Seared Spicy Beef in a Wrap or Tacos
What can I say: I didn’t really intend to make this one, but back when Gabrielle and I were standing in front of the meat case waiting for the butcher to wrap up our pork chops, we had forgot all about our New Year’s Ressy, and were all like “OOOO. . . Bavette. . . I wonder what that cut is like. . . it looks just like skirt (mmmm. . . yummy!), but thicker!” Oh, and it’s also known as, are you ready?: Flap Meat. How glamorous! You have to hand it to the French; they can make anything seem more sophisticated. But, name aside, this is an awesome cut of beef, and if you see it in your market, notice how much lower the price is in comparison. I understand that the cat’s out of the bathtub, and this cut’s creepin’ on a come up. Who know’s if it’ll stay low forever? We were mystified by it’s very existence! It turned out to be the perfect cut for these Seared Spicy Beef’s in a Wrap, the recipe even calls for. . . flap! . . . if you don’t have rump, heel or round. I should mention that the recipe is from The River Cottage Meat Book (which I’m cooking my way through, in case you didn’t know. ;-))
This one’s easier than telling lies to Bob Costas on live television (unless you want to make all this fixins from scratch, in which case this one’ll probably take you all day, and probably be almost as hard as living your whole life holding a record you never deserved.) OK, enough baseball commentary. So you want 2lbs. of beef, or so, the juice of a lime, a good squeeze of some honey or brown sugar, a couple cloves of minced garlic, a few finely choped hot peppers, as hot or mild as you prefer, (but still hot, otherwise it won’t be spicy), and lastly, and most importantly, a good slosh of Tequila! Mix up all of those things, and then marinade the beef in it for 2 hours.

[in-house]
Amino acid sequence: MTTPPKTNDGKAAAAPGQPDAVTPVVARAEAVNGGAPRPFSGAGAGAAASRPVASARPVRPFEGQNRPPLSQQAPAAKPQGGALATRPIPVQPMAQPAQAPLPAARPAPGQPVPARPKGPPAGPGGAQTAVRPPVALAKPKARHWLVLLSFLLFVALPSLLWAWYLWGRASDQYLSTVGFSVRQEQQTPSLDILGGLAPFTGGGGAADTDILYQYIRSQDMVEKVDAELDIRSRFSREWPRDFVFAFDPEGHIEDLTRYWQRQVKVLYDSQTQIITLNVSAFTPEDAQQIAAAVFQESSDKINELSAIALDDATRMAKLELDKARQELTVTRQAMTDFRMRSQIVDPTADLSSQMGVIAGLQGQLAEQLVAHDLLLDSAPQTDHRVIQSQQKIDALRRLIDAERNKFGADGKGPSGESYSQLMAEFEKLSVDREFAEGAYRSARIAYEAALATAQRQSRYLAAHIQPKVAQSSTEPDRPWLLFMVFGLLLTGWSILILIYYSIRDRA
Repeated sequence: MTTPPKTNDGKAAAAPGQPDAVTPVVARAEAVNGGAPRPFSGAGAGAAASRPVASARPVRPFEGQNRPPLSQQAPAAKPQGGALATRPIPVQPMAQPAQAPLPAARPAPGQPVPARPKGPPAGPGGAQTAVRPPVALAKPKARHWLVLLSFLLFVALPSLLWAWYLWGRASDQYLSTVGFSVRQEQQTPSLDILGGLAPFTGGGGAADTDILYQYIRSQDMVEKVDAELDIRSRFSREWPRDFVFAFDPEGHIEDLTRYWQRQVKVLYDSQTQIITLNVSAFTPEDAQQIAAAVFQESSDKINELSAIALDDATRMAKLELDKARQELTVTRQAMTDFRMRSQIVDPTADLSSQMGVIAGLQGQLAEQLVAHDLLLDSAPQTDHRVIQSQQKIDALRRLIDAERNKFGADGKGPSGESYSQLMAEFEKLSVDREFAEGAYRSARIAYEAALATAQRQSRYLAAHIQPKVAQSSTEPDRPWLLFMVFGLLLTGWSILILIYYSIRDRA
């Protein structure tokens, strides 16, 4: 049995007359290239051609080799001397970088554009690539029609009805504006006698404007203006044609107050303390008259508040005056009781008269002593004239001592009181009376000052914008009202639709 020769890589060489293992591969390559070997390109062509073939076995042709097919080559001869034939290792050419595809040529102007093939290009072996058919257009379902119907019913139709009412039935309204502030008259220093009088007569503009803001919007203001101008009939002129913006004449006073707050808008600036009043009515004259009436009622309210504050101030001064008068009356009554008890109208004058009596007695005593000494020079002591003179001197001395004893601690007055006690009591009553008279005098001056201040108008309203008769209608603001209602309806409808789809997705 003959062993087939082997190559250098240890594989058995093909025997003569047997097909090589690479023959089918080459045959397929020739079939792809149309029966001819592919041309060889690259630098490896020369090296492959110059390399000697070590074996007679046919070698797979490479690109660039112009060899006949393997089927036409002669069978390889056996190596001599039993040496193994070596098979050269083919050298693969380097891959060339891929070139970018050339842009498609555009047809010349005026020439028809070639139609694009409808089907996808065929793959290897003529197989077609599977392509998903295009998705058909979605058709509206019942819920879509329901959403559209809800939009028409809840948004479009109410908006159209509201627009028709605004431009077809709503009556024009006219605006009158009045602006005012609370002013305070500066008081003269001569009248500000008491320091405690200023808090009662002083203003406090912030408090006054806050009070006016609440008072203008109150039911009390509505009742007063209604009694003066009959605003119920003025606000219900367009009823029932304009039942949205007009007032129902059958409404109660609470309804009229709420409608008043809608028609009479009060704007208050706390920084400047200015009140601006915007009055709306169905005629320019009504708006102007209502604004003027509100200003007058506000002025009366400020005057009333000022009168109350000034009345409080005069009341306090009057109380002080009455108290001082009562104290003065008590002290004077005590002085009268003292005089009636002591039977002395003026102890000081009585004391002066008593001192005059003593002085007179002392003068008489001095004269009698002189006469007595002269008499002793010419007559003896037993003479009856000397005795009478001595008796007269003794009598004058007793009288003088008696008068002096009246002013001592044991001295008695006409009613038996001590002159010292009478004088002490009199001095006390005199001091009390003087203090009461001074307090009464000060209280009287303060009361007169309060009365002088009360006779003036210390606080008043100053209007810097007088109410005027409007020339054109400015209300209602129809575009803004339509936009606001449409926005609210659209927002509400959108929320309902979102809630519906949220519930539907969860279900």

Meanwhile, make sure you have cheese, sour cream, lettuce, maybe some refried beans, and some good soft flour tortillas, and some red salsa (which are recipes featured in the book.) I purchased these things from La Palapa, here in Portland, mainly because I couldn’t be buggered to go out and buy a tortilla press, and do all of that the other day, but perhaps when I do, I’ll add an addendum to this post. However, I did wing the guacamole recipe, which admitted only parallels the books in spirit only, but here’s what I did anyway (and it was really good!): Dice one big tomato and put it in a decent-size bowl; add the juice of one lime, one crushed clove of garlic, a chopped up hot chile, a healthy splash of olive oil, two peeled and diced avocados, and salt and pepper to taste. Mix it really well, and maybe even mash it a bit, your call.
Depending on what cut of beef you’re using, cut the pieces so that they are only about 3/4 of an inch thick. If you have a grill pan use that, but better yet, if you feel like firing up the grill, you should take it there. Either way, you want your cooking medium to be hot hOT HOT! Once it’s there, grease the surface with some canola oil, and lay the steaks down on the hot hot surface. You only have to sear them for a minute or 2, tops (!), on both sides. You want a nice medium rare for full-flavor to be in effect, unless, of-course, you’re one of those people, in which case you should sear them to within an inch of there lives! Anyway, when there done to your satisfaction, let them rest for a few minutes (very important for retaining those delicious juices), slice the steaks up super thin, almost to a shave, really, and assemble some tacos, yo!
Resources: Beef by Piedmontese purchased at Laurelhurst Market , Tortillas and Red Salsa from La Palapa, Tillamook Cheese, Sour Cream from Sunshine Dairy, Lettuce, Limes, Avocados, and hot peppers purchased at Sheridan Fruit Co.
Link to Recipe only blog: Catastrophysicist Cooks